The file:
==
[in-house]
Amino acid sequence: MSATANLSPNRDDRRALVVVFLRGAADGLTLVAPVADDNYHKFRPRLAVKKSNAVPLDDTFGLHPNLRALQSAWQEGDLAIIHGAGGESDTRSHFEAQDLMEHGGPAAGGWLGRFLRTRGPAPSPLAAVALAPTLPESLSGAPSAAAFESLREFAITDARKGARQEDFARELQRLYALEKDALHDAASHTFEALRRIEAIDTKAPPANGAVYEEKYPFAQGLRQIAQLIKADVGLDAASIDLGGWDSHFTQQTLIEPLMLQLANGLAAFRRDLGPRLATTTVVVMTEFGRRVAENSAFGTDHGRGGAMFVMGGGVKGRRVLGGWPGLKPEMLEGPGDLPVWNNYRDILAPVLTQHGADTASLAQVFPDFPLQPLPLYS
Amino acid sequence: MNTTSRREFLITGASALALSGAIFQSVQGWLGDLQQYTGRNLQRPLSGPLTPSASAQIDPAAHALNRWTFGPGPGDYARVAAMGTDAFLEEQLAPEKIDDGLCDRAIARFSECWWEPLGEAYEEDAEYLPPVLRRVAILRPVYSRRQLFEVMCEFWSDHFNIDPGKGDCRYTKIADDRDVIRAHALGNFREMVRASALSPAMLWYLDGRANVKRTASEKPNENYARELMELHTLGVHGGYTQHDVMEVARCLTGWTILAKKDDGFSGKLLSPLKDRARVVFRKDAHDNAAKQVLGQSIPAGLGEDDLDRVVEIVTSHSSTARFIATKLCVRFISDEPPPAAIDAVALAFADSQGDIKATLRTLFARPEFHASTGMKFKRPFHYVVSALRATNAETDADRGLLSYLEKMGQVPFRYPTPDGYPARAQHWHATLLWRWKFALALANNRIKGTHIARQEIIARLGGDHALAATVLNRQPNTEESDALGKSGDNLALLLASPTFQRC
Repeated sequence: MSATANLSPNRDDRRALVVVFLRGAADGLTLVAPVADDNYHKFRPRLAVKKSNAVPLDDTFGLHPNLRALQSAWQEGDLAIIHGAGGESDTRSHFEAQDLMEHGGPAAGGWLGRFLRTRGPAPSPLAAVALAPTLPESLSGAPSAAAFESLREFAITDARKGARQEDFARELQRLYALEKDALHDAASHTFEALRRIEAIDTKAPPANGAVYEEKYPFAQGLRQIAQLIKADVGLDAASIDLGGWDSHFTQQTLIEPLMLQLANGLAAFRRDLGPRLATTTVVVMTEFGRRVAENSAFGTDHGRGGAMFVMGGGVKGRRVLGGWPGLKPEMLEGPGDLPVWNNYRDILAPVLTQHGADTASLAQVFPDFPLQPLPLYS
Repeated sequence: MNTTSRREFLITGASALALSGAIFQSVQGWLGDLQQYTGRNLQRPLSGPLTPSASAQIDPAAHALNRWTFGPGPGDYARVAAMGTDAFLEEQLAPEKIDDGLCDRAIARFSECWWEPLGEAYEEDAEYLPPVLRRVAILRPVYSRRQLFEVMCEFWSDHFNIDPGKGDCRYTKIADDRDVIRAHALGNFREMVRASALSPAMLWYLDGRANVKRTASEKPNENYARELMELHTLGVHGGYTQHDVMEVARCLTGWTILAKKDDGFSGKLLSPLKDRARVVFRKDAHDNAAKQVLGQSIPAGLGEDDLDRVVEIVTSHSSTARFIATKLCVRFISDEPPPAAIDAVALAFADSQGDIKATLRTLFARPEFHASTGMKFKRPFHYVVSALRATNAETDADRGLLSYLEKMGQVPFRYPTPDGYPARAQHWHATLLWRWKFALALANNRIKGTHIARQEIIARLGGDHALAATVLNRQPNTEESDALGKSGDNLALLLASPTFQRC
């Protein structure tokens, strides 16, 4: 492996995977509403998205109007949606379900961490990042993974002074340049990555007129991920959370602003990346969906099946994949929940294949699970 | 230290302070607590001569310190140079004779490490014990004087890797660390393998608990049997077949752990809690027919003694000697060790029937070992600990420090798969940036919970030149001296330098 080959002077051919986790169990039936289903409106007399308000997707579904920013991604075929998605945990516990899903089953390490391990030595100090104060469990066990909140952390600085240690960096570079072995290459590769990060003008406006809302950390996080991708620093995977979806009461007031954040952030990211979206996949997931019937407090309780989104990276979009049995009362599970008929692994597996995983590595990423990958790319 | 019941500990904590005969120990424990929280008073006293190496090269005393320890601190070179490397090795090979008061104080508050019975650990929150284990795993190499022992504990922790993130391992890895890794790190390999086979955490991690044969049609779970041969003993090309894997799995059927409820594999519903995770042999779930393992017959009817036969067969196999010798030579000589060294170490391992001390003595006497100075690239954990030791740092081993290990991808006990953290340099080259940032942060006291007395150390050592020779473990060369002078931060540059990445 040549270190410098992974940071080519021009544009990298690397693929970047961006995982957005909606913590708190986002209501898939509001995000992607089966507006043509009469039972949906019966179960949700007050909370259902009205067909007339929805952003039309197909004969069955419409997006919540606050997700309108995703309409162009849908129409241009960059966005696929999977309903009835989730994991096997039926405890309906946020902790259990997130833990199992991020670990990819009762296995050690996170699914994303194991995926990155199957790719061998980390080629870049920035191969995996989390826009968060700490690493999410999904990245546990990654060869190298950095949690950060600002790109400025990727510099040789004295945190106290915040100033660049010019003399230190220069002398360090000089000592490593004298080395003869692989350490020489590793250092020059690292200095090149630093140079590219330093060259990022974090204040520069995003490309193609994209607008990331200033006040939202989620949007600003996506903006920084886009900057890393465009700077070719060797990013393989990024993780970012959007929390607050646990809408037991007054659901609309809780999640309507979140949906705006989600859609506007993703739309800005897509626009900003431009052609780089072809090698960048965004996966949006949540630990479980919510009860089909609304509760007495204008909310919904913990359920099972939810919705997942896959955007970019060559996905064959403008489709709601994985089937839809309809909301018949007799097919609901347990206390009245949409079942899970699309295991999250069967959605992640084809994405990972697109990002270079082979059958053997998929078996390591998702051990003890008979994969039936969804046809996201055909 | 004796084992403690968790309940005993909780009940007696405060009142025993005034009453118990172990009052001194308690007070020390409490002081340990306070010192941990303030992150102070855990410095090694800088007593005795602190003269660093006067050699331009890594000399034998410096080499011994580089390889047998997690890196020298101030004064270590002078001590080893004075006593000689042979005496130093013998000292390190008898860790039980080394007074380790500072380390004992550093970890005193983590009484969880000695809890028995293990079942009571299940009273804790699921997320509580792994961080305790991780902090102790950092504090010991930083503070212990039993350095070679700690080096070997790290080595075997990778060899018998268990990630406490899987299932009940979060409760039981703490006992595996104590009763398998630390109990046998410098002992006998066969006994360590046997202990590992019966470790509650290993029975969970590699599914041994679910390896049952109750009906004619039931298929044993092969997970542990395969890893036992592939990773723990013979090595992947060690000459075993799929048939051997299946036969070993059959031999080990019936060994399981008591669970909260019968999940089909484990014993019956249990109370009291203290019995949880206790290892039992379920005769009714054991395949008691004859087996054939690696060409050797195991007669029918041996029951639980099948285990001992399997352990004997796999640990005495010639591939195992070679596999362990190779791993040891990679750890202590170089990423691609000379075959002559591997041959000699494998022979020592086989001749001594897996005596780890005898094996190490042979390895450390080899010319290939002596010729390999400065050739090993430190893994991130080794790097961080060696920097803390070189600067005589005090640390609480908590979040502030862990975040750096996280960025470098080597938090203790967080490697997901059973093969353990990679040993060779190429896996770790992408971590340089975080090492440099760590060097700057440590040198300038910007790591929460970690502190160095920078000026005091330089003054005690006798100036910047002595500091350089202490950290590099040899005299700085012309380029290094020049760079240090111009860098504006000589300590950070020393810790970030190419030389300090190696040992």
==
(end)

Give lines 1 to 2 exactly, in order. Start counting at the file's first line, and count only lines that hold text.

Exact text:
[in-house]
Amino acid sequence: MSATANLSPNRDDRRALVVVFLRGAADGLTLVAPVADDNYHKFRPRLAVKKSNAVPLDDTFGLHPNLRALQSAWQEGDLAIIHGAGGESDTRSHFEAQDLMEHGGPAAGGWLGRFLRTRGPAPSPLAAVALAPTLPESLSGAPSAAAFESLREFAITDARKGARQEDFARELQRLYALEKDALHDAASHTFEALRRIEAIDTKAPPANGAVYEEKYPFAQGLRQIAQLIKADVGLDAASIDLGGWDSHFTQQTLIEPLMLQLANGLAAFRRDLGPRLATTTVVVMTEFGRRVAENSAFGTDHGRGGAMFVMGGGVKGRRVLGGWPGLKPEMLEGPGDLPVWNNYRDILAPVLTQHGADTASLAQVFPDFPLQPLPLYS